When my husband and I first got married, we realized that during our engagement we discussed everything related to combining our lives except our future budget. Combining two incomes and two sets of expenses was something we felt completely overwhelmed talking about. We hardly knew where to start after we were married.

While I am the type to keep track of all my expenses via an Excel document, my husband is the type that goes over his purchases via his online bank account when his money seems to be suddenly missing. Clearly, we were at a standoff!

Racking my brain for a quick and easy solution to our obvious money-handling problems, I remembered something a friend of mine and her husband did after they first got married. I remembered seeing cash-filled envelopes on their refrigerator with words on them like "Gas" and "Clothing." So, curious and desperate, I called her up to ask for the details! Turns out, my friend and her husband were budgeting themselves using a very popular method dubbed the “Envelope System.

The envelope budgeting system is very simple to follow. It is based on cash-only purchases for flexible budget areas in which over-spending generally occurs and can be implemented using the following steps:

1. Look through your bank and credit card statements for the last four months. Start to put into categories purchases you make consistently every month that are not "bill" related. (Bill related items refer to: mortgage or rent payment, electric bill, water bill, etc.) Total up the amount you spent in these categories for each month. For us, these categories consisted of: Gas, Grocery, Clothing/Home Décor, Eating Out, Medical, Health/Beauty, and Misc/College. Because everyone's budget is different, your categories may look very different than ours.

2. Average your monthly spending habits for each category. Do this by totaling up the amount you spent in each and dividing the amount by 4 (for the 4 months you gathered your information).

3. Decide if the amount of money you are currently spending in these categories is reasonable for your budget. If you think you overspend in the clothing category, for example, decide on a new dollar amount you can reasonably continue to spend monthly.

4. Make your envelopes! Start by writing the name of each category on an envelope, with the amount of cash you have decided to put in (determined by your average spending habits and adjusted budget). I had a great time picking out cute, design-printed envelopes for our system.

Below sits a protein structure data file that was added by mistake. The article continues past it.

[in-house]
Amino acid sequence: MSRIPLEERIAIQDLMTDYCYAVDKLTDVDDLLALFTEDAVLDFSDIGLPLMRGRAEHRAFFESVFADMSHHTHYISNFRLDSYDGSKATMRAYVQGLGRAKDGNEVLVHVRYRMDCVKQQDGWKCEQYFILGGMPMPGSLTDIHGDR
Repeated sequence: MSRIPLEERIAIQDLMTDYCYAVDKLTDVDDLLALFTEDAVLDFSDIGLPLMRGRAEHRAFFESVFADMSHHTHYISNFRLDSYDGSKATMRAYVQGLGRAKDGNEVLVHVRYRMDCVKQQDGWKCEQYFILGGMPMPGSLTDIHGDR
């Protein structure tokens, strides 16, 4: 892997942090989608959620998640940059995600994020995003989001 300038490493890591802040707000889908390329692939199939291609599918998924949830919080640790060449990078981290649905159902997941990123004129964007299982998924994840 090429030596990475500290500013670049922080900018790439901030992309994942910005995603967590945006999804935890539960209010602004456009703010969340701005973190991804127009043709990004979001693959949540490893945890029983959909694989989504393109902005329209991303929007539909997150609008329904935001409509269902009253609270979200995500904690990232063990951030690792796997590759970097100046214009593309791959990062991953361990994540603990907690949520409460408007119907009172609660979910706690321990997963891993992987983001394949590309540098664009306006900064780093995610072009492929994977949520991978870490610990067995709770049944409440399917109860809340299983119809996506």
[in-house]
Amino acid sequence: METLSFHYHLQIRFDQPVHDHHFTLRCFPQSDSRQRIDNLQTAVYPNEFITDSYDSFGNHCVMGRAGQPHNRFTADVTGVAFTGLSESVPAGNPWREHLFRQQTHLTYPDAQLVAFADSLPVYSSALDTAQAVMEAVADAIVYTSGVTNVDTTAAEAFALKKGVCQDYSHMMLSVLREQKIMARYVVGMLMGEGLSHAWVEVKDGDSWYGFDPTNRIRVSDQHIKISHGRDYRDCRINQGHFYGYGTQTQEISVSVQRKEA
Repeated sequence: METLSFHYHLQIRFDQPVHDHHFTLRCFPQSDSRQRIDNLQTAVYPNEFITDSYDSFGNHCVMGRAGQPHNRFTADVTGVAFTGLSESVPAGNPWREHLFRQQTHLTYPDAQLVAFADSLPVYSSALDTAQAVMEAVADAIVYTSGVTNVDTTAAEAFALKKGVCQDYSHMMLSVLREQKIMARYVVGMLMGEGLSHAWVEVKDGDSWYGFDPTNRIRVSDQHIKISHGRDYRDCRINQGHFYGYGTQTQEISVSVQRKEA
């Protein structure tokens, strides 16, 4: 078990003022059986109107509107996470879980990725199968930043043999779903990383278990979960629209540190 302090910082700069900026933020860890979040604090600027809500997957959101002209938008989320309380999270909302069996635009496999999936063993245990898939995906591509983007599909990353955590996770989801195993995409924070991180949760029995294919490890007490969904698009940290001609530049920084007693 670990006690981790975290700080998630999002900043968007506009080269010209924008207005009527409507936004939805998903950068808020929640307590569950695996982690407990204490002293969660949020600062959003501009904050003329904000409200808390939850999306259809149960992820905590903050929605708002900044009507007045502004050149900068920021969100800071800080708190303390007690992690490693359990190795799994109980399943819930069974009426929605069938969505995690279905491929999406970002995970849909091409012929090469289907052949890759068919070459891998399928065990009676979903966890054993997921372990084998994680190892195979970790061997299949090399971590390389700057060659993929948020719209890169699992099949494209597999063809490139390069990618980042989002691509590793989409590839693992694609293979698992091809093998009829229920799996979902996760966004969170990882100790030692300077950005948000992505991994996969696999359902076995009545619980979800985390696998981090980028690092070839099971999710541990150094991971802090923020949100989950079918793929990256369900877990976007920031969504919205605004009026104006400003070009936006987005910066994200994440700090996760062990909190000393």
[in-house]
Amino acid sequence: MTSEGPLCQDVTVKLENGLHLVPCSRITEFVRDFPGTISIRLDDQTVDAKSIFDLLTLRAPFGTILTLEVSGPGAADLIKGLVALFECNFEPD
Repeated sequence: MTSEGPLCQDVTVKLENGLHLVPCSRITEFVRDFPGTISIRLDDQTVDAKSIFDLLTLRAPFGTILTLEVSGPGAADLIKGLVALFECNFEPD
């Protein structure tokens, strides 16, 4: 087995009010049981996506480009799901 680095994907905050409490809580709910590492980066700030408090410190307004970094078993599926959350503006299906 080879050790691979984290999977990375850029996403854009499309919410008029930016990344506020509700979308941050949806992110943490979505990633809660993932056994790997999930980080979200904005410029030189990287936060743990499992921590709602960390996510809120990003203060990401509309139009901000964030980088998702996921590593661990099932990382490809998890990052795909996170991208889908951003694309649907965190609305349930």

5. Hit the ATM and bring on the cash! Decide how often you want to fill your envelopes and who will fill each envelope. If you get paid bi-weekly, you will want to put half the monthly amount in the envelope for each category per paycheck. My husband and I are each responsible for filling different envelopes with cash every other week so that we are both contributing to our family's budget.

6. Decide your rules. What will you do if you run out of money in a category or have money left over at the end of the month? Some people suggest that when you are out of money in a category, you simply stop spending in that category. Others suggest that you may borrow money from another category if you run out, or put into savings any money that is left over. Pick the rules that work best for your family. However, remember that when ALL the envelopes are empty – you stop spending!

7. Plan your shopping trip. Going to Target? Decide what you are going to shop for, and take the appropriate envelope(s) of cash with you. No cash in the envelope? Guess that seemingly unquenchable desire for a new purse will have to wait!

8. Be flexible. Know that you will not accurately determine how much money you need for each category right away. This process may take up to 6 months before it becomes a science for your family. Be flexible in allowing yourself or your spouse to change the amount of money available for each category as needed. When we first started, we had an envelope dedicated to "Baby Items," but after a few months we combined this category with "Grocery" since we tend to buy all of these items in the same place at the same time. Be prepared for adjustments.

Using cash is a study-approved way to spend less. Physically watching money leave your possession is proven to help shoppers spend 10-15% less over debit and credit card purchases. In order for this budget to work, everyone in the family must be on board and willing to use the system. If executed correctly, the envelope system will stop overspending right in its tracks and never leave you wondering where all your money has gone!

This has been a guest post by Hillary from Lansing, MI
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